Cindy:

Got it. So the peak measurement system of old has really changed. And so if I got this right, the parameters that now matter are true peak and program loudness, short term loudness, momentary loudness, and then you were talking about LRA, the loudness range. So changed from days of old.

MC:

That’s correct. Yeah. Now why have so many measurements? So if we talk now about the production process, when you’re doing a production process, the audio engineer has what we call a sound budget. So the budget goes along line, if I’m mixing a 90 minute movie, then I want to make sure that I am at a program loudness level, I manage the LRA based on the environment I’m trying to deliver to, and then I also want to know what my short term and my momentary peaks are just, so that you get an idea. Now, this is a purely mental process. You can’t see it across the whole program, but you use these tools to plan certain things. If you want to make an impact, you may look more at the momentary loudness. If you want to have a short burst of something, you will look at the short term loudness and so on.

MC:

So in production, these tools are used, but they’re used in your edit suite. So there are meters inside the edit suite. So as you’re mixing, you can see what’s going on. Now, program loudness itself is the average of the whole program. So, it’s not very easy to monitor it. So typically, the loudness meter, as it’s called, would be giving a running program loudness. So as you do the mix, you know what the average is up to that point. You don’t know it until you get to the end. Now you may say, how the hell do you mix to it? Because if it’s running along? And therein is a problem, but actually most well-trained audio mixers have an inherent sense of balance. And the reason why they came up with -23 in Europe and -24 in you in the US is because that’s what you naturally mixed with, you’re trained for it. Now, you may not hit the number exactly, you’ll be slightly off, but you’ll get pretty close to that.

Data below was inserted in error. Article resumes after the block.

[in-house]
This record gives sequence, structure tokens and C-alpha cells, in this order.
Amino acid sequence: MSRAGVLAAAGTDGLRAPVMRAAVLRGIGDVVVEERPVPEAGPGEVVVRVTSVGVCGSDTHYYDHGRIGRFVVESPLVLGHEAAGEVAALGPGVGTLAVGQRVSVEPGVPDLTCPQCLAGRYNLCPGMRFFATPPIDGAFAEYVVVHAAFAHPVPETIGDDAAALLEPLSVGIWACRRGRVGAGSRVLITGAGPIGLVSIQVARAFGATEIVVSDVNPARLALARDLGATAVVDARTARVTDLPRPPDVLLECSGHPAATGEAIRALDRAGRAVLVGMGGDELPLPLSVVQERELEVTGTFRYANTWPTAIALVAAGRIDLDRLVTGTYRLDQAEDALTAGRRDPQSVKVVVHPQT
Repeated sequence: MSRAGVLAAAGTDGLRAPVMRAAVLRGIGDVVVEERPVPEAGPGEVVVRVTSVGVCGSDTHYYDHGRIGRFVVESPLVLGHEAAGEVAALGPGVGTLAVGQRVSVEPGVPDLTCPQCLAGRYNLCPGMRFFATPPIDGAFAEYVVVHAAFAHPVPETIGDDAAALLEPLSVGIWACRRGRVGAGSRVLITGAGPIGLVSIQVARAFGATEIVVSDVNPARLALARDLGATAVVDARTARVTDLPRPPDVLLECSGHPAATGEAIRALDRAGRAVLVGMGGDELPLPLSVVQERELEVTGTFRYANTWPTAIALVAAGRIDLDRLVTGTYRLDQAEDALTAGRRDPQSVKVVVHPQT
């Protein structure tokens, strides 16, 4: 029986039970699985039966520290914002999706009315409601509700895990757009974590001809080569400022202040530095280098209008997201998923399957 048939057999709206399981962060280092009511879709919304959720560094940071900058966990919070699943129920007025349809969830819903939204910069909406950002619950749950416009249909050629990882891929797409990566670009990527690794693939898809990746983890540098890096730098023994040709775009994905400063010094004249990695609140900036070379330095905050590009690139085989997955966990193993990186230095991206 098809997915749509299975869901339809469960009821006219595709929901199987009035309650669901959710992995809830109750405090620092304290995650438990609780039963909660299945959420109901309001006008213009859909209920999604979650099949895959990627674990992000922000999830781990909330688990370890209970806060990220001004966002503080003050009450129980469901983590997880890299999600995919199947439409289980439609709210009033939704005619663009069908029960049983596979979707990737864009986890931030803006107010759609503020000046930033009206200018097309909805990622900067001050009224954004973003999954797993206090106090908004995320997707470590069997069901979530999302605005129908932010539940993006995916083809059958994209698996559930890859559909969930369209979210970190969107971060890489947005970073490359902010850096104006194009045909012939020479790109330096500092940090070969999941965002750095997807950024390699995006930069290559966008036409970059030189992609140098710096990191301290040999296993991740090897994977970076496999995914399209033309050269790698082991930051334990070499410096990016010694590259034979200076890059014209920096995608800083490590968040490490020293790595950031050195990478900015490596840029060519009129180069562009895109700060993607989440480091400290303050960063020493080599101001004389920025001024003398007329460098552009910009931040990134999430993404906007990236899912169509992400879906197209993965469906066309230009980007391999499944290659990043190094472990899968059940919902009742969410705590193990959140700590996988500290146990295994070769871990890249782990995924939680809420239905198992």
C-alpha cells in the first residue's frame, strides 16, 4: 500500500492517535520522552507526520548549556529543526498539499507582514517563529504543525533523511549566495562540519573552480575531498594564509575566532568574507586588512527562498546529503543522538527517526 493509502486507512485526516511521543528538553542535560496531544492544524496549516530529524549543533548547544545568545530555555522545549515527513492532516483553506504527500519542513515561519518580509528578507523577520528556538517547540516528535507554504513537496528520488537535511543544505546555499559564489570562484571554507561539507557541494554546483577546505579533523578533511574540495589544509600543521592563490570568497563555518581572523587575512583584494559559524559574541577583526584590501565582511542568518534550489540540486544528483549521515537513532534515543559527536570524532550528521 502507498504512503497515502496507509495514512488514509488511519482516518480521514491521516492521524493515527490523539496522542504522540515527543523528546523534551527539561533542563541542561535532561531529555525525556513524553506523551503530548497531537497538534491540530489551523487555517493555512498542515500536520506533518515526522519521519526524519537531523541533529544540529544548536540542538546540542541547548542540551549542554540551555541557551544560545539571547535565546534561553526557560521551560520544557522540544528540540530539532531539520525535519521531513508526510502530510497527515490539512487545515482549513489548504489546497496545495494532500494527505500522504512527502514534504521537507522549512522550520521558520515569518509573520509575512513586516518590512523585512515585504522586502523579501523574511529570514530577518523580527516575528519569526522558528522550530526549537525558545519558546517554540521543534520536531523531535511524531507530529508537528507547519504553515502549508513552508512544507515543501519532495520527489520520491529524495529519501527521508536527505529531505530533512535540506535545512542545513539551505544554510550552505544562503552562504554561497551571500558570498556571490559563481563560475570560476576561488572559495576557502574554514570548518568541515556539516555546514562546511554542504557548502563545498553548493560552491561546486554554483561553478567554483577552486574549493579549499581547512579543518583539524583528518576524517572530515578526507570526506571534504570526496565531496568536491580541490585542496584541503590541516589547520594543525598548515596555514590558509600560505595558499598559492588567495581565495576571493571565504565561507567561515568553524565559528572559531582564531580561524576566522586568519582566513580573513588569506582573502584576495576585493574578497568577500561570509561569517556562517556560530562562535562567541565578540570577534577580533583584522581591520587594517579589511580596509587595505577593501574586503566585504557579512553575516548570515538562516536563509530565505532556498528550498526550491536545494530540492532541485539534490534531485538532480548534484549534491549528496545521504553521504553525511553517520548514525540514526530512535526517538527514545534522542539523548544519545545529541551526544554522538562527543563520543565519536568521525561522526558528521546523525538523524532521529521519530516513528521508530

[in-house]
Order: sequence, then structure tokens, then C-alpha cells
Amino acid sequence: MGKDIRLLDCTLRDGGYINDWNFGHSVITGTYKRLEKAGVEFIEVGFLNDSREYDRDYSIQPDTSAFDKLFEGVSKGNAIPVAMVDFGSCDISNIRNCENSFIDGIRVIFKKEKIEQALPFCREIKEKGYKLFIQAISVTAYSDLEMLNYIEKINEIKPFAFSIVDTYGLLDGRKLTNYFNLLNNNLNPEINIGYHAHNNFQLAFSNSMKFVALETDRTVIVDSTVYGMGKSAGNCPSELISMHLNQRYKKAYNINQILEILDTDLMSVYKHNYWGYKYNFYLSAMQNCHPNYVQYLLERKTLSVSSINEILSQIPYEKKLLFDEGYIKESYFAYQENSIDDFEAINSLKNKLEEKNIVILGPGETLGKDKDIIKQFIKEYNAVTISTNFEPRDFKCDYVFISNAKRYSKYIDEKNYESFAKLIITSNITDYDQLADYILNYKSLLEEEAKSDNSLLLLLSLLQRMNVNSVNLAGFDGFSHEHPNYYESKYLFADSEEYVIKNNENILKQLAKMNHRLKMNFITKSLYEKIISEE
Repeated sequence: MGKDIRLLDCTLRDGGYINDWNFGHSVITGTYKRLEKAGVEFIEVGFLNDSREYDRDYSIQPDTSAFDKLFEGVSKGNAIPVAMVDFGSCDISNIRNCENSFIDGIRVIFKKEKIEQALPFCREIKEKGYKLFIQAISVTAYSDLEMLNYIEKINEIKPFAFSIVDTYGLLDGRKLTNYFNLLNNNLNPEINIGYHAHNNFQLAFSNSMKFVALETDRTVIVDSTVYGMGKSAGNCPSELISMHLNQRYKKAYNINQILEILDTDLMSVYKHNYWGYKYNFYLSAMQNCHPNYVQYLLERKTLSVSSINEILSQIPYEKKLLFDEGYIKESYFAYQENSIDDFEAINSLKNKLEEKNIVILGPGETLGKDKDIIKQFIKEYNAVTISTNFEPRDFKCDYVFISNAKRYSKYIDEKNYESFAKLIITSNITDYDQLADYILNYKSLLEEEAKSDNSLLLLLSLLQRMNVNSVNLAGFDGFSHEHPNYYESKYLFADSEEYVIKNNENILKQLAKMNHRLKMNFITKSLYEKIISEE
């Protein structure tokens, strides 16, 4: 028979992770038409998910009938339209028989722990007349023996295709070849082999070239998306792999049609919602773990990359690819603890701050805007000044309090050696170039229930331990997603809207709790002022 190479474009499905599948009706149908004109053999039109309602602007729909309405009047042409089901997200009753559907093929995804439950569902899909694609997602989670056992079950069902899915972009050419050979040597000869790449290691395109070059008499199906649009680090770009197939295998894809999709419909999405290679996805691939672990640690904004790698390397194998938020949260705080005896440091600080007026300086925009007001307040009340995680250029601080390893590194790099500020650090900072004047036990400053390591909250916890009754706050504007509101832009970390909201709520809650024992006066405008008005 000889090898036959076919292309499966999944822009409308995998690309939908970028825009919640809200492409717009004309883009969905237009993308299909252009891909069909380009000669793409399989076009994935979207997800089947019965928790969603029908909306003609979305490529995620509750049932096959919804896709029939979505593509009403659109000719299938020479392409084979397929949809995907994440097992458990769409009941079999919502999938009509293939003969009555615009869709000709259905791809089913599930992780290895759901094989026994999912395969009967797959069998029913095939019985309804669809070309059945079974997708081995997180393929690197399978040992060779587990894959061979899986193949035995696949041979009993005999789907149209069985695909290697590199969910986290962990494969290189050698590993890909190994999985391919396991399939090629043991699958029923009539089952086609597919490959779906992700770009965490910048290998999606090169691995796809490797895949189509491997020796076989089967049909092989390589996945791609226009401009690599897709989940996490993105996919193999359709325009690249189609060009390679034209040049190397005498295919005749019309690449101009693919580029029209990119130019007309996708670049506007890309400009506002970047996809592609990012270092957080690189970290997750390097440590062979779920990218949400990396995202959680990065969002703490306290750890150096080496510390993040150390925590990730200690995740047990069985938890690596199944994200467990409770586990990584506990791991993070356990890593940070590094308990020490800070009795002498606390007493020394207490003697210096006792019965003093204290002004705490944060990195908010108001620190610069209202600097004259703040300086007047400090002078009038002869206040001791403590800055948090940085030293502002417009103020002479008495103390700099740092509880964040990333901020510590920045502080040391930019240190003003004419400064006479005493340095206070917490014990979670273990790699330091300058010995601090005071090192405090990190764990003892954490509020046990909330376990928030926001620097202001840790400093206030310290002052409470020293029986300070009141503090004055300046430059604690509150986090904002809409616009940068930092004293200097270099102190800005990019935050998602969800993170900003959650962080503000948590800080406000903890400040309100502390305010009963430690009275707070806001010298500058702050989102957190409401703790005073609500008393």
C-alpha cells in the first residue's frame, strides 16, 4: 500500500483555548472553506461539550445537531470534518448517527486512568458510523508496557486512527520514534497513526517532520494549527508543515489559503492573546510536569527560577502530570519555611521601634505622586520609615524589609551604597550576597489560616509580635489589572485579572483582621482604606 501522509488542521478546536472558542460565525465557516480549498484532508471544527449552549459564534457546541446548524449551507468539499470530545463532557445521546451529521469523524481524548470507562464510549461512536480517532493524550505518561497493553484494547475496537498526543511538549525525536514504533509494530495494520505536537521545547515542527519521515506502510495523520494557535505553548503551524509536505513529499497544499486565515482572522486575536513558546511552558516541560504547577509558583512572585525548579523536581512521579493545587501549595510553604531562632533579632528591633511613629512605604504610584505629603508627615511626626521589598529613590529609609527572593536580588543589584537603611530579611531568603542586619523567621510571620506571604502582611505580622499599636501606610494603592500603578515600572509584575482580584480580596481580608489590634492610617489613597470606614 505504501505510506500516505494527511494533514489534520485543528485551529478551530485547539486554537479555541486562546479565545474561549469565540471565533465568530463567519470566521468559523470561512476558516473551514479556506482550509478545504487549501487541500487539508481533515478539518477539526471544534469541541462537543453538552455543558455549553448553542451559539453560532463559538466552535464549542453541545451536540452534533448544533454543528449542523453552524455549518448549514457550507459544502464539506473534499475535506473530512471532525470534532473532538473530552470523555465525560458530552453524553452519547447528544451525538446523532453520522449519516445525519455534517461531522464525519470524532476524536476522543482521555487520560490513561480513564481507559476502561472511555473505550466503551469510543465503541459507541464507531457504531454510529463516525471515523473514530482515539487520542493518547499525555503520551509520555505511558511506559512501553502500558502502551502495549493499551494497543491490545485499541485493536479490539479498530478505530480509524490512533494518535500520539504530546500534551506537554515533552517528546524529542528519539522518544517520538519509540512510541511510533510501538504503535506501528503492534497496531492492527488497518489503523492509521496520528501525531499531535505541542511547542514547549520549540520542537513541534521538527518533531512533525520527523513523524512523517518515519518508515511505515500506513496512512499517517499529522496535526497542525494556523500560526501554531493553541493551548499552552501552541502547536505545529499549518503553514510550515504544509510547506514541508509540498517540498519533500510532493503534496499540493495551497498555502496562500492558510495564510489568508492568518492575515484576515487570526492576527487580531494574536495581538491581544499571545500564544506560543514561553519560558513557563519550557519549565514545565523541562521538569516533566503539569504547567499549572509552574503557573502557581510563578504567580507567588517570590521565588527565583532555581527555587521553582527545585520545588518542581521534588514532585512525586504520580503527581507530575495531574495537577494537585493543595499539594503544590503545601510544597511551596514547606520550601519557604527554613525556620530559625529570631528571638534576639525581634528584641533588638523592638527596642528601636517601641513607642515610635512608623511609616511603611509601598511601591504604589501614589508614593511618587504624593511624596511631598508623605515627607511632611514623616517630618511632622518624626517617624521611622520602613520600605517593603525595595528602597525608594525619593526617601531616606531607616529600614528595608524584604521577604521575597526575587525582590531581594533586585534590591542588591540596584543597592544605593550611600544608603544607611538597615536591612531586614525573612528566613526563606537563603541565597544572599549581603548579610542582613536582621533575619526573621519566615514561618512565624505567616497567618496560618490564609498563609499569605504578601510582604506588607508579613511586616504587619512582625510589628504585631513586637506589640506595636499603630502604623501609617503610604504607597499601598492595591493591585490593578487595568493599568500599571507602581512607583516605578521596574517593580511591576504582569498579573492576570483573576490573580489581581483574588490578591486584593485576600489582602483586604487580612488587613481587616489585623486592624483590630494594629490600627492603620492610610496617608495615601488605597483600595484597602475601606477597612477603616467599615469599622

MC:

So when you finished your production, you will have used these five meters to create the sound that you want and then you want to deliver it. Now, when we go to delivery, there’s only three parameters that really matter. And I will change my story in a little while. So the production side, as I said, you use all five in the delivery generally speaking, if you’re doing a broadcast delivery, program loudness and true peak are the bits that matter. The LRA would have been taken care of if you’re doing an episodic or a full broadcast, because that will be within the guideline given to the production company. So people tend not to… The program loudness and true peak are the ones that are most measured when you’re making delivery for broadcast.

MC:

Now, the thing that matters for broadcast then is, if you’re making content and you want to monetize it all over the world, you have to deliver to all over the world. And sadly, most broadcasts have a slightly different audio spec to the recommended. Now, the recommended is a guideline, the EBU is a guideline, in the US, the ATSCA defines it, is a fairly tight spec, but if you go around the world, they may say, “We want the true peak to be -3 or -1 or -2. We want the program loudness to be -23 in Europe, -24 in America,” but they have different tolerances. So in France, it’s got to be bang on -23, you’re not allowed any deviation.

MC: